Korea, the world’s fifth largest producer of nuclear energy, has raised its dependency on nuclear power having recently started the commercial operations of its 24th nuclear reactor.
Korea Hydro & Nuclear Power, the nation’s nuclear reactor operator, said the Shin-Wolsong nuclear reactor unit 2 with a capacity of 1 million kilowatts commenced its full-scale operations last Friday within the Wolseong nuclear power plant complex, located in Gyeongju, North Gyeongsang Province.
The complex is located about 370 kilometers southeast of Seoul.
The reactor’s start of the commercial operations followed an eight-month test run.
“The new reactor expands the combined power generation capacity of nuclear reactors here to 22.5 percent of the total,” KHNP said in a press release.
The reactor is one of the two optimized power reactor-1000 reactors with the Shin-Wolsong nuclear reactor unit 1 in the same complex, which started its commercial operations in 2012.
The OPR-1000 is a rebranded version of the Korean standard nuclear power plant, based on technology from the nation’s original eight pressurized light water reactors. The reactor was developed to tap Asian markets, specifically, Vietnam and Indonesia.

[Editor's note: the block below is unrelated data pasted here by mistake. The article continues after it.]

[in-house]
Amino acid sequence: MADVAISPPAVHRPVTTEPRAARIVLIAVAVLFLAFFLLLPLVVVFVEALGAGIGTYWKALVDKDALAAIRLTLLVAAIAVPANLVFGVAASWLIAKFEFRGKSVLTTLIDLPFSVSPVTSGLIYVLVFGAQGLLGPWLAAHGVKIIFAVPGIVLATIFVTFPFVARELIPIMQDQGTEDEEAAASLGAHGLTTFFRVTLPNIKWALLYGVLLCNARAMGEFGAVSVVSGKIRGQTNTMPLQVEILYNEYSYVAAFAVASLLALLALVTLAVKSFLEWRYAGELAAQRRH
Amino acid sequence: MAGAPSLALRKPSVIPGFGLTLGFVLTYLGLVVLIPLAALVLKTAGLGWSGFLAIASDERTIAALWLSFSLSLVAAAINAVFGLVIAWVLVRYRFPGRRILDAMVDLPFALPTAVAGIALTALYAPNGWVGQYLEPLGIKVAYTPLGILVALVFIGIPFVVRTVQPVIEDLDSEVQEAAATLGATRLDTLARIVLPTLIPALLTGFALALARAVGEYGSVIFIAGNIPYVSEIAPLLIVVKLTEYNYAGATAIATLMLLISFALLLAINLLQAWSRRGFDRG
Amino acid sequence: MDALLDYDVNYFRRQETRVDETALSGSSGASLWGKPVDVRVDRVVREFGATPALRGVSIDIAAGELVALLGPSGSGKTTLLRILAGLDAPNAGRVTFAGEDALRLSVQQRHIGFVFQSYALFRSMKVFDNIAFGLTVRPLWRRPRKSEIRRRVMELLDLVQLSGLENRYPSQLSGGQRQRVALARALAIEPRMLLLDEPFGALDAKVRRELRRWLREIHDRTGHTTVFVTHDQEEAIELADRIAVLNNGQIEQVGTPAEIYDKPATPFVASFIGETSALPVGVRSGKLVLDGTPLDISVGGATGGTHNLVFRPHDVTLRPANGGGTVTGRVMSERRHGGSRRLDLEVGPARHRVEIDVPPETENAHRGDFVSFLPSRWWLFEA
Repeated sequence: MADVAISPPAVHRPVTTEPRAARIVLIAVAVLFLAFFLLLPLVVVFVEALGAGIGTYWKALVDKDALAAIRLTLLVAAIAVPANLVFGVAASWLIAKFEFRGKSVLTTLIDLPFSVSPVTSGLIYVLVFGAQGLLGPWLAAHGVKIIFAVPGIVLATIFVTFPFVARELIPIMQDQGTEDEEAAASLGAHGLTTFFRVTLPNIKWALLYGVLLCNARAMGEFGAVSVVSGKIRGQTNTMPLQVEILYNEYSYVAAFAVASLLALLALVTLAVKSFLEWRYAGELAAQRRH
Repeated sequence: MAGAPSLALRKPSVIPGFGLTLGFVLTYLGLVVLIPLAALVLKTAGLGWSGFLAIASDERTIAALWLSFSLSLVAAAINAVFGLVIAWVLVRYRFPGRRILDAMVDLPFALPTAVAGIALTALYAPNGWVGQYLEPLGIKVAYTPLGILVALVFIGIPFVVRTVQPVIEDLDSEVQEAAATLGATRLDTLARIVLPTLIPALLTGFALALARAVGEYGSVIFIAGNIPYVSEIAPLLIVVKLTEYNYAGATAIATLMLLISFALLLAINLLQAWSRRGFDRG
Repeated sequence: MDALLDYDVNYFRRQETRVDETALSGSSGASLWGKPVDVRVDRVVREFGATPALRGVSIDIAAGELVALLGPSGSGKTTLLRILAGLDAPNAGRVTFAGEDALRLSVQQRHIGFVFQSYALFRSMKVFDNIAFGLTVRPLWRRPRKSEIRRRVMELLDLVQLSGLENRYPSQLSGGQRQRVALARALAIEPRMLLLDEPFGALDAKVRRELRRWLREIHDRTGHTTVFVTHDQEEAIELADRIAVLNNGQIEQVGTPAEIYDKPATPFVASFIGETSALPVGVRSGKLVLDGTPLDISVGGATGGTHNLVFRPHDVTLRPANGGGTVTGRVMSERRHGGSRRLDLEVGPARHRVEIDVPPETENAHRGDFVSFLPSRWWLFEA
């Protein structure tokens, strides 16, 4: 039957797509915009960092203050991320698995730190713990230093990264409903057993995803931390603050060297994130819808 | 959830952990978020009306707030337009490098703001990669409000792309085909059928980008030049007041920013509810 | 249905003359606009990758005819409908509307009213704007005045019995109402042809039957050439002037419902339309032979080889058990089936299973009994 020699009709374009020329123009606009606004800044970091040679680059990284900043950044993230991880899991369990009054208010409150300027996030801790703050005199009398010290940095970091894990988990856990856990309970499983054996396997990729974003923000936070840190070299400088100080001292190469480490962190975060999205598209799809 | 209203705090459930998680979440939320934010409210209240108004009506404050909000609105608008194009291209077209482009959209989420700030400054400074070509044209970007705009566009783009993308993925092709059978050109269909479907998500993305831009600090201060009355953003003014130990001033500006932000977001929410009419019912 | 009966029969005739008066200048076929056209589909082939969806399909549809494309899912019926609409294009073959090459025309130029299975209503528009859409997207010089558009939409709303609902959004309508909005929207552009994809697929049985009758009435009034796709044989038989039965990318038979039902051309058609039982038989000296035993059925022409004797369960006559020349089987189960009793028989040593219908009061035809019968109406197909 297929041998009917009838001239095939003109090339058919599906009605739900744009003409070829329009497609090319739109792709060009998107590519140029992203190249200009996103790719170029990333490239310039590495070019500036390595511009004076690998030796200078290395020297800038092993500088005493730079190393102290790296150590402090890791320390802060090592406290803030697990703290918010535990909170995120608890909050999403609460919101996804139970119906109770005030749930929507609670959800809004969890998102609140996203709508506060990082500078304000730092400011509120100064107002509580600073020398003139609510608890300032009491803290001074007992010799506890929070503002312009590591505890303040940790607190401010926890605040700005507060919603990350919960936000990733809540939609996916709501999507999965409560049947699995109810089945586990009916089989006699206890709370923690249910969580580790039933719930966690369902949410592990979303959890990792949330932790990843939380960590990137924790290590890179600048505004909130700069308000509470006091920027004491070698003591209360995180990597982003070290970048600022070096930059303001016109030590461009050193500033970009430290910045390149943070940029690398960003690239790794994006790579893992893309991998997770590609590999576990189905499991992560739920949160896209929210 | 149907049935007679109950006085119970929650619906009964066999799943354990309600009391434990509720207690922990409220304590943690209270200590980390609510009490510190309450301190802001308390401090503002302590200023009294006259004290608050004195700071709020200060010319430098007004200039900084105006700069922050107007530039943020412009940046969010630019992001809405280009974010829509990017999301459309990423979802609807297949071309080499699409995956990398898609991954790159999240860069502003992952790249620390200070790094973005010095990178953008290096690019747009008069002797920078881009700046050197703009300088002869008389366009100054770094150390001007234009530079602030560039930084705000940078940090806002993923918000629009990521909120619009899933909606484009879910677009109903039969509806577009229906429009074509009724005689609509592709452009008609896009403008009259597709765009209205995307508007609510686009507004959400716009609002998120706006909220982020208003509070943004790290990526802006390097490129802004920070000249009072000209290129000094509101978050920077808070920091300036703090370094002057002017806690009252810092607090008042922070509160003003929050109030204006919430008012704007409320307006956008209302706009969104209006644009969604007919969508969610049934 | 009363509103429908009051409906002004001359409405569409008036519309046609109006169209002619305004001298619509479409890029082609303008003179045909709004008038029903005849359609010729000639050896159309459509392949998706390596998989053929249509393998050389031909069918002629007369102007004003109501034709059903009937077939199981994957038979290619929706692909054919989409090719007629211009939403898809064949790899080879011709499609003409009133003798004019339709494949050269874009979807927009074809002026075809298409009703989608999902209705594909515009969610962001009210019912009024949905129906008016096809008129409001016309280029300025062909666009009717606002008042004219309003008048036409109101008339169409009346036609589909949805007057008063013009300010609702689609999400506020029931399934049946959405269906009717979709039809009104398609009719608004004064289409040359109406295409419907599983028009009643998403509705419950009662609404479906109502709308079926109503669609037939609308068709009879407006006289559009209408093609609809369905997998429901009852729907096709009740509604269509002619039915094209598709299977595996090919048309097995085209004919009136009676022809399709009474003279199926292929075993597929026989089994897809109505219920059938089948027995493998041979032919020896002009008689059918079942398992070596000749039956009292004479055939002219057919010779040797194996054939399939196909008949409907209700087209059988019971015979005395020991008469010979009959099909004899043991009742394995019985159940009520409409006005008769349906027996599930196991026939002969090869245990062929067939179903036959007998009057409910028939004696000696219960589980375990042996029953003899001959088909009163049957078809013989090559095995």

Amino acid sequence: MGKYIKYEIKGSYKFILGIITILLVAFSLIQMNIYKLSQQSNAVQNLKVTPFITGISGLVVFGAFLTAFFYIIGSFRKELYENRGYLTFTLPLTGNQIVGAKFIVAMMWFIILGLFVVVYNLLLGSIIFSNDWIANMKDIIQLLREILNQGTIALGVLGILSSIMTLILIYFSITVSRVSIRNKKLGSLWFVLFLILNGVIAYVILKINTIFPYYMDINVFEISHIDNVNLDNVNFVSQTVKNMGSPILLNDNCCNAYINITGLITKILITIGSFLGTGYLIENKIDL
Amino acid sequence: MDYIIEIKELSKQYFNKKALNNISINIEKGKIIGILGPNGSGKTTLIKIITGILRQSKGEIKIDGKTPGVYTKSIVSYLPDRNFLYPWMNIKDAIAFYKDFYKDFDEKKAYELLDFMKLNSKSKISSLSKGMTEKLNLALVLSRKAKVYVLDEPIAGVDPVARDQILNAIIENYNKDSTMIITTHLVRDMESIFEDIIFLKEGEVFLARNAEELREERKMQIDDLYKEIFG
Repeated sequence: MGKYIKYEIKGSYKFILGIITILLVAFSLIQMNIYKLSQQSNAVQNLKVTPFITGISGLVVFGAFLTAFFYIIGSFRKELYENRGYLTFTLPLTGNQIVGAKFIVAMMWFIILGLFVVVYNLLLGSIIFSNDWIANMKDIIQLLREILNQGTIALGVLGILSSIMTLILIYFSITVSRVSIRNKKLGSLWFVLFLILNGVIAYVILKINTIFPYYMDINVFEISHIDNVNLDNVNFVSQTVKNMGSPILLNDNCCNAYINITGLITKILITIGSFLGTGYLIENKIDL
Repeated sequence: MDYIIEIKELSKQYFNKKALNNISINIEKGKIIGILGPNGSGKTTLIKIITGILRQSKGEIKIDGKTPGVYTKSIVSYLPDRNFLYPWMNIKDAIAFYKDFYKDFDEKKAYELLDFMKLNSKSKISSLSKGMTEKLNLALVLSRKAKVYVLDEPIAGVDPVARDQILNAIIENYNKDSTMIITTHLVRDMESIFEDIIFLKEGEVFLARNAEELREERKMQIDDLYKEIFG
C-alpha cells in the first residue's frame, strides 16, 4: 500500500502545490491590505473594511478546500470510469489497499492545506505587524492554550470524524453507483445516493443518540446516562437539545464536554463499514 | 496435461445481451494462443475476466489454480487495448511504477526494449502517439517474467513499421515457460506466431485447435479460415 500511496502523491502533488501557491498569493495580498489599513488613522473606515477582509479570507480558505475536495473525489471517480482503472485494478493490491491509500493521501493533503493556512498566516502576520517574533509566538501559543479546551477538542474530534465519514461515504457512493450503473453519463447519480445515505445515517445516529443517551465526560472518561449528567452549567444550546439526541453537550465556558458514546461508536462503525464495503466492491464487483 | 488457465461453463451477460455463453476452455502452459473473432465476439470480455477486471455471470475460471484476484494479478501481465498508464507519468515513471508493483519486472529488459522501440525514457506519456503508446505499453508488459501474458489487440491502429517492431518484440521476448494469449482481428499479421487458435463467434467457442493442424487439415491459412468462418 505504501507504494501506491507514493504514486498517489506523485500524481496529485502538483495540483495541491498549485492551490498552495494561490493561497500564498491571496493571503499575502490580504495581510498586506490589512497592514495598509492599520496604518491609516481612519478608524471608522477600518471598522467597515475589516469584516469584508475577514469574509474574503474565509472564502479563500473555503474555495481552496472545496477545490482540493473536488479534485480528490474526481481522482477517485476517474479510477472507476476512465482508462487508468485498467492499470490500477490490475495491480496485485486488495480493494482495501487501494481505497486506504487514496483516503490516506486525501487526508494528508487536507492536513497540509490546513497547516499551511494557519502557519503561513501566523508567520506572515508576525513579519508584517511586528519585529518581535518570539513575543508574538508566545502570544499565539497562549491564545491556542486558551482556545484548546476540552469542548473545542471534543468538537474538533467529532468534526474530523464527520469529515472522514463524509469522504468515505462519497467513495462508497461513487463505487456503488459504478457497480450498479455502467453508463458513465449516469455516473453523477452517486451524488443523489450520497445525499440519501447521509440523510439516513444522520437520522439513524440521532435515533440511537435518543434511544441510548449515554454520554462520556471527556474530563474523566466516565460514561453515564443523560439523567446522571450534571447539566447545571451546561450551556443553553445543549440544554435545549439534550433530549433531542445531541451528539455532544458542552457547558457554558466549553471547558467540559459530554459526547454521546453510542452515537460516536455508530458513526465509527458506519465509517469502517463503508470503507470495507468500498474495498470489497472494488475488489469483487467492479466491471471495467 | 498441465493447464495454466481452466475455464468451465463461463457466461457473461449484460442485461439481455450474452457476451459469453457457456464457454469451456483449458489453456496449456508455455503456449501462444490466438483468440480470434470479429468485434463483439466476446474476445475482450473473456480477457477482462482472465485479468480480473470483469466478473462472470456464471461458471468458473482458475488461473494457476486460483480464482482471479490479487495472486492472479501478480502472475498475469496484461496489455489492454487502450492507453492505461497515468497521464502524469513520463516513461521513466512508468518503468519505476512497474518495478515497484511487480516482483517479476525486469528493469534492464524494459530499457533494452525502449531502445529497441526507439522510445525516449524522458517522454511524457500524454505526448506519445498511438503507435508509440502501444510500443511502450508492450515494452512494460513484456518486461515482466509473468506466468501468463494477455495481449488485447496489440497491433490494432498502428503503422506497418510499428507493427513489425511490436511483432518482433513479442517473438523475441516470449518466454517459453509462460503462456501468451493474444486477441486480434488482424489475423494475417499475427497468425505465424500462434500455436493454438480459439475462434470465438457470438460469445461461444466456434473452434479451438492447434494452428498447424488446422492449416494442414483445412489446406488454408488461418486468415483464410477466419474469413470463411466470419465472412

KHNP has invested 5.3 trillion won ($4.6 billion) to build the two OPR-1000 reactors for the past year.
In a bid to protect them from natural disasters, the KHNP said it has strengthened safety measures for Shin-Wolsong nuclear reactor unit 1 and unit 2 since the Fukushima nuclear disaster in 2011.
“The two reactors present the prowess of nuclear power plants based-on home-grown technology to the world,’’ a KHNP official said.
The country is building 10 other reactors, with a plan to build an additional two by 2029.
The expansion of nuclear power is included in the seventh “basic plan for long-term electricity supply and demand,” which covers the period between 2015 and 2029.
The Energy Ministry had developed the biannual power supply plan to set the energy mix of the country’s power sources by 2029.
Under the plan, Korea will seek more power generation from nuclear reactors, while reducing dependency on coal-fired power plants.
By Seo Jee-yeon (firstname.lastname@example.org